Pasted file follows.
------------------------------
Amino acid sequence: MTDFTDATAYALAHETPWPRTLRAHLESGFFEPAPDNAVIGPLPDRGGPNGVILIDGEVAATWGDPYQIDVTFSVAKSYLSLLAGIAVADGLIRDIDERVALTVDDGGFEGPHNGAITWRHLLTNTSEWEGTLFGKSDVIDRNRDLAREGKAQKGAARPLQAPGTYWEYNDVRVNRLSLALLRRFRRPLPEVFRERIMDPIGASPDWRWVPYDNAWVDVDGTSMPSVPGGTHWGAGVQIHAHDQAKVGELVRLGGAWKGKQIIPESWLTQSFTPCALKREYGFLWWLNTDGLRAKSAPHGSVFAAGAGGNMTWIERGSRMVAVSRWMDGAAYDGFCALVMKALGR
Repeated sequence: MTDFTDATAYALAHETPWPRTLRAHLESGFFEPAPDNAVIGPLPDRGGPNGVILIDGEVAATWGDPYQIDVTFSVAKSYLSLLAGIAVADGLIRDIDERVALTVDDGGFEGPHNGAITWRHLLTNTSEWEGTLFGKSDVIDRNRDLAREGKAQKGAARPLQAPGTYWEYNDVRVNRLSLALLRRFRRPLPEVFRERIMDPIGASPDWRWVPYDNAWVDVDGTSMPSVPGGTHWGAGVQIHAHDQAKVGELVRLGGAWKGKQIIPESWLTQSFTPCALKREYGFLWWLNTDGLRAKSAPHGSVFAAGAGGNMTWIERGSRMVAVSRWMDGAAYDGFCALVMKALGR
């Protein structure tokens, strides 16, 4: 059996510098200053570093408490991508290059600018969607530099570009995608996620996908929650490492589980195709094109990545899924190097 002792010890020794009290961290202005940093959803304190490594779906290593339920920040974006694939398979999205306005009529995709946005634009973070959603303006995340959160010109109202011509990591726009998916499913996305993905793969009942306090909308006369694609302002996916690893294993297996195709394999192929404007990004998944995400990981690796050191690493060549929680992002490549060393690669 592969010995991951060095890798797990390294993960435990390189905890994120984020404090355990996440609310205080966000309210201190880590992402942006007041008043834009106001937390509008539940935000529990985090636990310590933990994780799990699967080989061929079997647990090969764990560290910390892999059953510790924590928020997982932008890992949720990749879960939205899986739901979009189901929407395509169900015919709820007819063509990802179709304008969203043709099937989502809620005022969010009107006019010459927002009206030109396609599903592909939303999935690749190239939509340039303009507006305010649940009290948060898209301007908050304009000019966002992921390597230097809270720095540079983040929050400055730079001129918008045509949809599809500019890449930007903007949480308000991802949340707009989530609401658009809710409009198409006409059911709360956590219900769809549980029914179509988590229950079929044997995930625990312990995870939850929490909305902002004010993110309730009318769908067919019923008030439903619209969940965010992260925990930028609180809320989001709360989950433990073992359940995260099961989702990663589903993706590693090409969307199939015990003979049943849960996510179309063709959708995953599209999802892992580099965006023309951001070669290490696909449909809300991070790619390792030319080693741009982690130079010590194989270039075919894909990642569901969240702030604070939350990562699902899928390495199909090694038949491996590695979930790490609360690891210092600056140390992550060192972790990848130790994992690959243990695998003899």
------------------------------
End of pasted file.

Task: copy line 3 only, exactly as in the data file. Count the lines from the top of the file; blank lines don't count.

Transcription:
């Protein structure tokens, strides 16, 4: 059996510098200053570093408490991508290059600018969607530099570009995608996620996908929650490492589980195709094109990545899924190097 002792010890020794009290961290202005940093959803304190490594779906290593339920920040974006694939398979999205306005009529995709946005634009973070959603303006995340959160010109109202011509990591726009998916499913996305993905793969009942306090909308006369694609302002996916690893294993297996195709394999192929404007990004998944995400990981690796050191690493060549929680992002490549060393690669 592969010995991951060095890798797990390294993960435990390189905890994120984020404090355990996440609310205080966000309210201190880590992402942006007041008043834009106001937390509008539940935000529990985090636990310590933990994780799990699967080989061929079997647990090969764990560290910390892999059953510790924590928020997982932008890992949720990749879960939205899986739901979009189901929407395509169900015919709820007819063509990802179709304008969203043709099937989502809620005022969010009107006019010459927002009206030109396609599903592909939303999935690749190239939509340039303009507006305010649940009290948060898209301007908050304009000019966002992921390597230097809270720095540079983040929050400055730079001129918008045509949809599809500019890449930007903007949480308000991802949340707009989530609401658009809710409009198409006409059911709360956590219900769809549980029914179509988590229950079929044997995930625990312990995870939850929490909305902002004010993110309730009318769908067919019923008030439903619209969940965010992260925990930028609180809320989001709360989950433990073992359940995260099961989702990663589903993706590693090409969307199939015990003979049943849960996510179309063709959708995953599209999802892992580099965006023309951001070669290490696909449909809300991070790619390792030319080693741009982690130079010590194989270039075919894909990642569901969240702030604070939350990562699902899928390495199909090694038949491996590695979930790490609360690891210092600056140390992550060192972790990848130790994992690959243990695998003899």